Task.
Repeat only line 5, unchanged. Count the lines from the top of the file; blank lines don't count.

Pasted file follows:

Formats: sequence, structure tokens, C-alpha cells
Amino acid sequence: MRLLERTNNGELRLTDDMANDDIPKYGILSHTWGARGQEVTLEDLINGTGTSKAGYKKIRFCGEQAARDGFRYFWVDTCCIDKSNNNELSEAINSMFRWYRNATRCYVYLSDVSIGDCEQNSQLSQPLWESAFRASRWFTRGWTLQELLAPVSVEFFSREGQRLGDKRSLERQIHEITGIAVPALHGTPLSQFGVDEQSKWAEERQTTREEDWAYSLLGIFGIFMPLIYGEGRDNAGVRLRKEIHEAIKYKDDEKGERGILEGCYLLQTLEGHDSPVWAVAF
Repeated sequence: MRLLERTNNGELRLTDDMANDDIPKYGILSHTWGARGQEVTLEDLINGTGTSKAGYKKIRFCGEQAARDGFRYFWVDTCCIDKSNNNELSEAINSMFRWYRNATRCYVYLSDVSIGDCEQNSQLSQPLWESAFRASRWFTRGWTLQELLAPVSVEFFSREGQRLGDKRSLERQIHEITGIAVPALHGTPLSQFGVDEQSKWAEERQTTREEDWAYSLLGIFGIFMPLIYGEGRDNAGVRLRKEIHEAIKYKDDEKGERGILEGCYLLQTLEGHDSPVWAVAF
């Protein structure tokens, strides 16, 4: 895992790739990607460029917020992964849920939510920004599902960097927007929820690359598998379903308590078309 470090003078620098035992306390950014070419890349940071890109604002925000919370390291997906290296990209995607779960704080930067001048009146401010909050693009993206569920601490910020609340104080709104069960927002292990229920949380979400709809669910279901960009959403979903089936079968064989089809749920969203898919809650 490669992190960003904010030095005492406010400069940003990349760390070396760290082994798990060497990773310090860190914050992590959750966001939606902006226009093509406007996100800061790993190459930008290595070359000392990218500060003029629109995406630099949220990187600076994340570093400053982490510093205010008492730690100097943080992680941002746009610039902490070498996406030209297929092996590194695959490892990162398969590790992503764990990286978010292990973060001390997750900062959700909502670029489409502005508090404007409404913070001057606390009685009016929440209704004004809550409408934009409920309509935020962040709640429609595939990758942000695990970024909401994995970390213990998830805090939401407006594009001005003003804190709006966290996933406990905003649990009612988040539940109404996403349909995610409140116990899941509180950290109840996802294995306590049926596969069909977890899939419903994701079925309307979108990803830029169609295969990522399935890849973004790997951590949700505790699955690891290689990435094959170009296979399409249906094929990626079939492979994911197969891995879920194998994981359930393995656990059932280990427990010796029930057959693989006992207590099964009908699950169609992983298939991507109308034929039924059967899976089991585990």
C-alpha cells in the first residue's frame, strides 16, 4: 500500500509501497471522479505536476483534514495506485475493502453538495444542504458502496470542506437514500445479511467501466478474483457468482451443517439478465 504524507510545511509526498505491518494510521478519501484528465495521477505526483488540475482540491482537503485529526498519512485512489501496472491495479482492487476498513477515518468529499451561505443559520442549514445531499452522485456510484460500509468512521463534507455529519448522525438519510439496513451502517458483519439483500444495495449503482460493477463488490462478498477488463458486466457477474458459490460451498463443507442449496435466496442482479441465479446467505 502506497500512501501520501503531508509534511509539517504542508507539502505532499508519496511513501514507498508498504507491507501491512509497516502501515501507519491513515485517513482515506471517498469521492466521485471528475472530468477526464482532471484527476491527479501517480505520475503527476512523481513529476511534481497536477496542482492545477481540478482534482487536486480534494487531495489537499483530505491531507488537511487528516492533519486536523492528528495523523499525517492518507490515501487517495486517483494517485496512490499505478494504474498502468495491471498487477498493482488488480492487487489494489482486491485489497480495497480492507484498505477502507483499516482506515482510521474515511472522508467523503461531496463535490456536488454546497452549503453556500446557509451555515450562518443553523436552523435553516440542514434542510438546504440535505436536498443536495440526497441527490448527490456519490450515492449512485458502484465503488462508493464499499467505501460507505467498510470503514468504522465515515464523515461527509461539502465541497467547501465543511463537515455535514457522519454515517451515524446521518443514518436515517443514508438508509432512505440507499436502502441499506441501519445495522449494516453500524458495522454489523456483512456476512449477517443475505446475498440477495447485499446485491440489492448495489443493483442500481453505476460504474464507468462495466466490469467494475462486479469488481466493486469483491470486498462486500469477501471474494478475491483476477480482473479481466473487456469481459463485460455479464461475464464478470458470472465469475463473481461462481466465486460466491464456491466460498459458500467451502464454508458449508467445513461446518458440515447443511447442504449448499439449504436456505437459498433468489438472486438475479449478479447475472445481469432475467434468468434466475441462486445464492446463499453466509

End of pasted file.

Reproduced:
C-alpha cells in the first residue's frame, strides 16, 4: 500500500509501497471522479505536476483534514495506485475493502453538495444542504458502496470542506437514500445479511467501466478474483457468482451443517439478465 504524507510545511509526498505491518494510521478519501484528465495521477505526483488540475482540491482537503485529526498519512485512489501496472491495479482492487476498513477515518468529499451561505443559520442549514445531499452522485456510484460500509468512521463534507455529519448522525438519510439496513451502517458483519439483500444495495449503482460493477463488490462478498477488463458486466457477474458459490460451498463443507442449496435466496442482479441465479446467505 502506497500512501501520501503531508509534511509539517504542508507539502505532499508519496511513501514507498508498504507491507501491512509497516502501515501507519491513515485517513482515506471517498469521492466521485471528475472530468477526464482532471484527476491527479501517480505520475503527476512523481513529476511534481497536477496542482492545477481540478482534482487536486480534494487531495489537499483530505491531507488537511487528516492533519486536523492528528495523523499525517492518507490515501487517495486517483494517485496512490499505478494504474498502468495491471498487477498493482488488480492487487489494489482486491485489497480495497480492507484498505477502507483499516482506515482510521474515511472522508467523503461531496463535490456536488454546497452549503453556500446557509451555515450562518443553523436552523435553516440542514434542510438546504440535505436536498443536495440526497441527490448527490456519490450515492449512485458502484465503488462508493464499499467505501460507505467498510470503514468504522465515515464523515461527509461539502465541497467547501465543511463537515455535514457522519454515517451515524446521518443514518436515517443514508438508509432512505440507499436502502441499506441501519445495522449494516453500524458495522454489523456483512456476512449477517443475505446475498440477495447485499446485491440489492448495489443493483442500481453505476460504474464507468462495466466490469467494475462486479469488481466493486469483491470486498462486500469477501471474494478475491483476477480482473479481466473487456469481459463485460455479464461475464464478470458470472465469475463473481461462481466465486460466491464456491466460498459458500467451502464454508458449508467445513461446518458440515447443511447442504449448499439449504436456505437459498433468489438472486438475479449478479447475472445481469432475467434468468434466475441462486445464492446463499453466509